Sometime I’ll take you round the inside of the church. Parts are Norman, and there are Celtic eternal rings carved over the door and we have a lepers’ squint (1). There must have been a monk’s cell here from very early times, probably during the Age of Saints (2). We have a list of priests who served here dating from 1208 with Willian FitzRichard being the first recorded. His dates are given as 1208 to 1214 with a note that he “died or resigned during the Interdict”. The buildings must have fallen into disrepair as there was a cell of monks sent from Hailes Abbey to build a church to replace a much earlier one on the site. The monks arrived in 1246 and did not leave until c.1450. It is also the right place to tell you about Fr Sandys Wason, highly respected by his congregation and highly disliked by the Methodists who accused him of “Popery”.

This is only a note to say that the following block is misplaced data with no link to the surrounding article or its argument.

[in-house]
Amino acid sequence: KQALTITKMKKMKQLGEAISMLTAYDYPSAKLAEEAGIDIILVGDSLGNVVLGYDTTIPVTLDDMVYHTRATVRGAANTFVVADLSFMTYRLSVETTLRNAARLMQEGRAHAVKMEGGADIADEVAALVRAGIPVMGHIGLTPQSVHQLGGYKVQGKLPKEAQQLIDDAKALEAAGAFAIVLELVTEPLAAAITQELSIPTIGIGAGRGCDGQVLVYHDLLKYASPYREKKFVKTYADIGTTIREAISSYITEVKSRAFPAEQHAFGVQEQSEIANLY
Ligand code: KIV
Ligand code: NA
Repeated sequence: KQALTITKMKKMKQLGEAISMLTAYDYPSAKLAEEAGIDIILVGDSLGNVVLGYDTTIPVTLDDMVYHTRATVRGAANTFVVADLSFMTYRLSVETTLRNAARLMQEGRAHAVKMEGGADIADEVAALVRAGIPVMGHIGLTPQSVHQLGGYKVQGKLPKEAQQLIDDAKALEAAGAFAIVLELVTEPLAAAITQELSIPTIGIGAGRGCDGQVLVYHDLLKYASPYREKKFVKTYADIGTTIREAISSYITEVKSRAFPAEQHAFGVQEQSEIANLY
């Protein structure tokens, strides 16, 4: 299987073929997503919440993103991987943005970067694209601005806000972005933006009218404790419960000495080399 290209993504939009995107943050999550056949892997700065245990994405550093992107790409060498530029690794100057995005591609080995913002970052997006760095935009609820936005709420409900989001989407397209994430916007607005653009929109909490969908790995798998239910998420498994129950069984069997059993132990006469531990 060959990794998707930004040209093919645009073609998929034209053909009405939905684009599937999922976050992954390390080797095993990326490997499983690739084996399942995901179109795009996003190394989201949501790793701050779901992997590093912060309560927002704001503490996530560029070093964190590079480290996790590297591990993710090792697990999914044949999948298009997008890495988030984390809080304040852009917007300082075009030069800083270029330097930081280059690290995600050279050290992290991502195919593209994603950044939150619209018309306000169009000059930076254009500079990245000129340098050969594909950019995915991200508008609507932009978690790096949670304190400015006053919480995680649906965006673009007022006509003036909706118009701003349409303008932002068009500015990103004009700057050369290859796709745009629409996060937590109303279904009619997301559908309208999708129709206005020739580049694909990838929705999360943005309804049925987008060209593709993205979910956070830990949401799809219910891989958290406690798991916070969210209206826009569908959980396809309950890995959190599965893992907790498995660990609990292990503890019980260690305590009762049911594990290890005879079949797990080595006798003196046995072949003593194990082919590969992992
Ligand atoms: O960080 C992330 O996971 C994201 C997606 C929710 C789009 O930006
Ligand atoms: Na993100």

Lepers’ squint © Paul Phillips
The field to the south of the church is known as “Great Court” and there are archaeological remains suggesting it had some connection with the monks although it is believed that they were also active at White Cross. They were Cistercians, the “White Monks” from the colour of their habits. In White Cross there are two place names which suggest that they might have been there. Lamana and Nanplough in earlier Cornish suggesting the fields and lands of the monks. I was born in Lamana, granny’s house, so it is a bit special to me.
Lamana Cottage and Gate © Paul Phillips
White Cross also has three Methodist chapels still standing, only one of which is still used as a chapel. The oldest having been converted into the carpenter’s shop where my father was one of the carpenters, is now a private garage, the other is a large house.
The old chapel which became a carpenter’s shop © Penelope Oates
Tolverne, a large House © Paul Phillips
“So, the original settlement was a sort of religious one?”